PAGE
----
In 1840, Browne married Elizabeth Carlyon (daughter of Philip Carlyon).
Lancelot Andrewes was an English bishop and scholar, who held high positions in the Church of England during the reigns of Elizabeth I and James I. During the latter's reign, Andrewes served successively as Bishop of Chichester, of Ely, and of Winchester and oversaw the translation of the King James Version of the Bible. In the Church of England he is commemorated on 25 September with a Lesser Festival.
Sir George Gilbert Scott, styled Sir Gilbert Scott, was a prolific English Gothic revival architect, chiefly associated with the design, building and renovation of churches and cathedrals, although he started his career as a leading designer of workhouses. Over 800 buildings were designed or altered by him.
Thomas Langton was chaplain to King Edward IV, before becoming successively Bishop of St David's, Bishop of Salisbury, Bishop of Winchester, and Archbishop-elect of Canterbury.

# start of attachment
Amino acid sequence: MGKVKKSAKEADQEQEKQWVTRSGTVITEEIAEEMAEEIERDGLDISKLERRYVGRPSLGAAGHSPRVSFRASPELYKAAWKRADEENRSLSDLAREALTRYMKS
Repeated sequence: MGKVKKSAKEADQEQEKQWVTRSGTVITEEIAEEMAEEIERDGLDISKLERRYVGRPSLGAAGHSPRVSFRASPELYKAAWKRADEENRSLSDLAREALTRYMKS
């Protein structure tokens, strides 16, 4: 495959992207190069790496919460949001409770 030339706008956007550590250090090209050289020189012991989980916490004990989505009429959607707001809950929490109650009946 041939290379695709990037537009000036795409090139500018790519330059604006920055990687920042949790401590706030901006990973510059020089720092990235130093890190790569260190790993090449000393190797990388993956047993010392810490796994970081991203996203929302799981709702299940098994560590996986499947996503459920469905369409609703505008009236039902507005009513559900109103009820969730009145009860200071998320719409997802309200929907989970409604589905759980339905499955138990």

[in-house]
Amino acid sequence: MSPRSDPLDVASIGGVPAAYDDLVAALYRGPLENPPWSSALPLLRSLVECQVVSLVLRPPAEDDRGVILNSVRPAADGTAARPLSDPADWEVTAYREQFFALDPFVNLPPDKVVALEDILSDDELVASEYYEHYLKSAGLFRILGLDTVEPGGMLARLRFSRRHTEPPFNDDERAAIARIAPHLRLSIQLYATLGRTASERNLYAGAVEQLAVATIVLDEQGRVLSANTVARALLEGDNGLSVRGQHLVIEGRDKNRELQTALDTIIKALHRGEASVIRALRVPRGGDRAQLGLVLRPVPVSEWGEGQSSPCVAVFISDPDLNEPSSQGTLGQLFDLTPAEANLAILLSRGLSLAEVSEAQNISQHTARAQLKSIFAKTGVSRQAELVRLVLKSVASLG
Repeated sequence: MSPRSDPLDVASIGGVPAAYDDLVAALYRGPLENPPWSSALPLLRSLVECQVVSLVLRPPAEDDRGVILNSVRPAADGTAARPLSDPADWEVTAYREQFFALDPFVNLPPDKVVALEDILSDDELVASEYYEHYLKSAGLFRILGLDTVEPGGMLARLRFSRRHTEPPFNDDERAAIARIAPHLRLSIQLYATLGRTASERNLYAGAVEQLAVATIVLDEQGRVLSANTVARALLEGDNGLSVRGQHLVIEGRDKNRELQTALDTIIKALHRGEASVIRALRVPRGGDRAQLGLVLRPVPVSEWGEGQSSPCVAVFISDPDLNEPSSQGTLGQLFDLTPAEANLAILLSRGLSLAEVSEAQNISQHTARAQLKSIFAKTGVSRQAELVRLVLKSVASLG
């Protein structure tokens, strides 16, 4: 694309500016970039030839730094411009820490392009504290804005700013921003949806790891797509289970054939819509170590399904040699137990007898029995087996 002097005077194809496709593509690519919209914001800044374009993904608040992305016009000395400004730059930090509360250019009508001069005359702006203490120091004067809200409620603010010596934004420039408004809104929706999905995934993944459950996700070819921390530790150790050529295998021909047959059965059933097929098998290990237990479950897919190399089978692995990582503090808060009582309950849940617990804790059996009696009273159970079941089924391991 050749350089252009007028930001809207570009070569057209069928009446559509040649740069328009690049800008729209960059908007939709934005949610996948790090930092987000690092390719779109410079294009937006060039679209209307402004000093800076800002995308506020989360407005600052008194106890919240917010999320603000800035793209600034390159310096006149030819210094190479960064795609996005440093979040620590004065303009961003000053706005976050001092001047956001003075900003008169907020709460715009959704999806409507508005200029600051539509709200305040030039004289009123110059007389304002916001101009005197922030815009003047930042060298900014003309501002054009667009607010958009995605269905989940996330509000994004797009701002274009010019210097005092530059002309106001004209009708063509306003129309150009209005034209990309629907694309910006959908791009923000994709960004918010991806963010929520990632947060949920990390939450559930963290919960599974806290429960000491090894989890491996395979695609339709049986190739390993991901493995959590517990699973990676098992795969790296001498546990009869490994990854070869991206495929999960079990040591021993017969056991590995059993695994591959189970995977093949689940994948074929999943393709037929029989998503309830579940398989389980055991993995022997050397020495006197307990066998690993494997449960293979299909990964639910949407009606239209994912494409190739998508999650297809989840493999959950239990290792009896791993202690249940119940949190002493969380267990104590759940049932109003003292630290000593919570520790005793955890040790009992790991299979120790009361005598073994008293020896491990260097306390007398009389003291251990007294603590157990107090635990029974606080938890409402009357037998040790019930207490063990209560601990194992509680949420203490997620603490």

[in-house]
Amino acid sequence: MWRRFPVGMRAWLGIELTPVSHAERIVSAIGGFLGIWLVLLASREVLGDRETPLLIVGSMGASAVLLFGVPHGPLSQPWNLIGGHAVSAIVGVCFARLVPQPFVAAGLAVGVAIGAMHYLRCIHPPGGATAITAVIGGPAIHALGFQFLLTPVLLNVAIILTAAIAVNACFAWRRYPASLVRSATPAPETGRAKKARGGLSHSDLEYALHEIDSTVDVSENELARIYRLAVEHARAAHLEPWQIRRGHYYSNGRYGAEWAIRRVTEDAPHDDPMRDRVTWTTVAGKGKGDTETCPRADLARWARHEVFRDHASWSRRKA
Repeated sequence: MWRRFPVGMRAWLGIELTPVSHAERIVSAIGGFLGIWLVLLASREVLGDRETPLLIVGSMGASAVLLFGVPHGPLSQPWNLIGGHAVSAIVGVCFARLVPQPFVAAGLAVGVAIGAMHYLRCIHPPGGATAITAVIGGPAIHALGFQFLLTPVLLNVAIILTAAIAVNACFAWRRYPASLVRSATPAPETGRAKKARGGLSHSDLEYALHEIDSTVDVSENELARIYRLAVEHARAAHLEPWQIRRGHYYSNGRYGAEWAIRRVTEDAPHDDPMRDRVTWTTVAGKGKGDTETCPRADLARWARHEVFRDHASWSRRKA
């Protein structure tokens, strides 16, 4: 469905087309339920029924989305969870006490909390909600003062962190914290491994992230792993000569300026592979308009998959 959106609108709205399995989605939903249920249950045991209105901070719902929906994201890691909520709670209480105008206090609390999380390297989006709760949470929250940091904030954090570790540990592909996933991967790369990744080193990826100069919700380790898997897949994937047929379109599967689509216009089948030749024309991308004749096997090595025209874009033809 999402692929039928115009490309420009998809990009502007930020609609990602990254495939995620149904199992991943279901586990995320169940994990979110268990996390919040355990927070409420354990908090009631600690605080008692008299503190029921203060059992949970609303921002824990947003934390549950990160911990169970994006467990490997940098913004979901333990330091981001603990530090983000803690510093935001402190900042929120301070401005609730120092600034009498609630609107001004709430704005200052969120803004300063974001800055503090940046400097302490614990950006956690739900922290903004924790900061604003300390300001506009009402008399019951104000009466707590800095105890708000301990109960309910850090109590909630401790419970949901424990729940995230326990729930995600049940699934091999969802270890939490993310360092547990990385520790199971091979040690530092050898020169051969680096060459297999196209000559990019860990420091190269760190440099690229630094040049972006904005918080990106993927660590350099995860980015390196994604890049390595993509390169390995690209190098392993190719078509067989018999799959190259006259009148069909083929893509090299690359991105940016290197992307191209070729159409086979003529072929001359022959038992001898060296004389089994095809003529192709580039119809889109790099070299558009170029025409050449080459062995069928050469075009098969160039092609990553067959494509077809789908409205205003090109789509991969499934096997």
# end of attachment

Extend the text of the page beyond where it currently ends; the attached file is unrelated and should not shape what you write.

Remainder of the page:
Henry Phillpotts, often called "Henry of Exeter", was the Anglican Bishop of Exeter from 1830 to 1869. One of England's longest serving bishops since the 14th century, Phillpotts was a striking figure of the 19th century Church.
William of Wykeham was Bishop of Winchester and Chancellor of England. He founded New College, Oxford, and New College School in 1379, and founded Winchester College in 1382. He was also the clerk of works when much of Windsor Castle was built.
A prebendary is a member of the Anglican or Roman Catholic clergy, a form of canon with a role in the administration of a cathedral or collegiate church. When attending services, prebendaries sit in particular seats, usually at the back of the choir stalls, known as prebendal stalls.
The Very Reverend George William Kitchin, MA, DD, FSA was the first Chancellor of the University of Durham, from the institution of the role in 1908 until his death in 1912. He was also the last Dean of Durham to govern the university.